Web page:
Component makers are racing to provide tools that will let system designers bring USB On The Go (OTG) to consumers during the upcoming holiday season. That version of the popular PC interface makes it possible for peripherals such as PDAs, CD-ROMs, and digital cameras to operate as either slave or host. These changes will let consumers do tasks such as printing photos directly from a camera, which would eliminate the step that's required with current versions of USB—downloading the photo to the host PC before printing.
TransDimension, an Irvine, CA tool provider, this month licensed its OTG core to ARM Ltd., which will market the core as part of its embedded systems arsenal. ARM also licensed OTG software from TransDimension's SoftConnex subsidiary. Both companies focus on low power consumption, which is becoming as important in many non-mobile embedded systems as in mobile products.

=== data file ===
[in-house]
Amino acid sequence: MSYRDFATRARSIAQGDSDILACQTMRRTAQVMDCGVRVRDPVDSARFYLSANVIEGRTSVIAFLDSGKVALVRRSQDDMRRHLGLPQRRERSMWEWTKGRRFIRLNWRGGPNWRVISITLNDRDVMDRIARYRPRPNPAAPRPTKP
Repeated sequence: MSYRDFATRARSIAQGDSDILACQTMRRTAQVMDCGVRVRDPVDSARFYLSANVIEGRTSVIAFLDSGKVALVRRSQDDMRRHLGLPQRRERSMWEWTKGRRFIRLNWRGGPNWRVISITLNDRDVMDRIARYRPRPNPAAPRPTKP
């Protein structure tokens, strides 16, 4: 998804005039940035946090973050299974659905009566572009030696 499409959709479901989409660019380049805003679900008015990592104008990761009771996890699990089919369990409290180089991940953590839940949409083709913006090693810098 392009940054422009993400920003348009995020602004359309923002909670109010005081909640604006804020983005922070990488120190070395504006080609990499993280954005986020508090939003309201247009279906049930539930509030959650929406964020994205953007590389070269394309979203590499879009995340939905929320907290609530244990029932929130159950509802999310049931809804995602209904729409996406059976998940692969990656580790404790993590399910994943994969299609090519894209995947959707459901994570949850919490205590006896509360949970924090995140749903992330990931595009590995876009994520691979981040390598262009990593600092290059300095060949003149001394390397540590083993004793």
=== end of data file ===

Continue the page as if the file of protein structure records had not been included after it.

The Mobile Station Mobile chipset , which was unveiled by, San Diego-based telecom giant, Qualcomm Inc. this month includes USB OTG. The chipset lets cell phone makers offer the benefits of third generation phones while maintaining compatibility with today's technology. The chipset is designed to allow phone users transfer photos or data files from phones to PDAs or other USB peripherals or receive data from them.
Maxim Integrated Products Inc. of Sunnyvale, CA, recently addressed power control, unveiling a part that provides the power needed for the dual-role devices. The MAX3355E detects the voltage levels for the host mode, storing this data in registers. The chip is also designed to provide electrostatic discharge protection.
Most activity in USB OTG is expected to come in the 480 Bits/second version, which offers enough bandwidth for photos and music. Even at those speeds, power consumption is not expected to be a roadblock for use in portable equipment, most suppliers claim. USB OTG also uses a smaller connector so it works better on compact equipment like cell phones.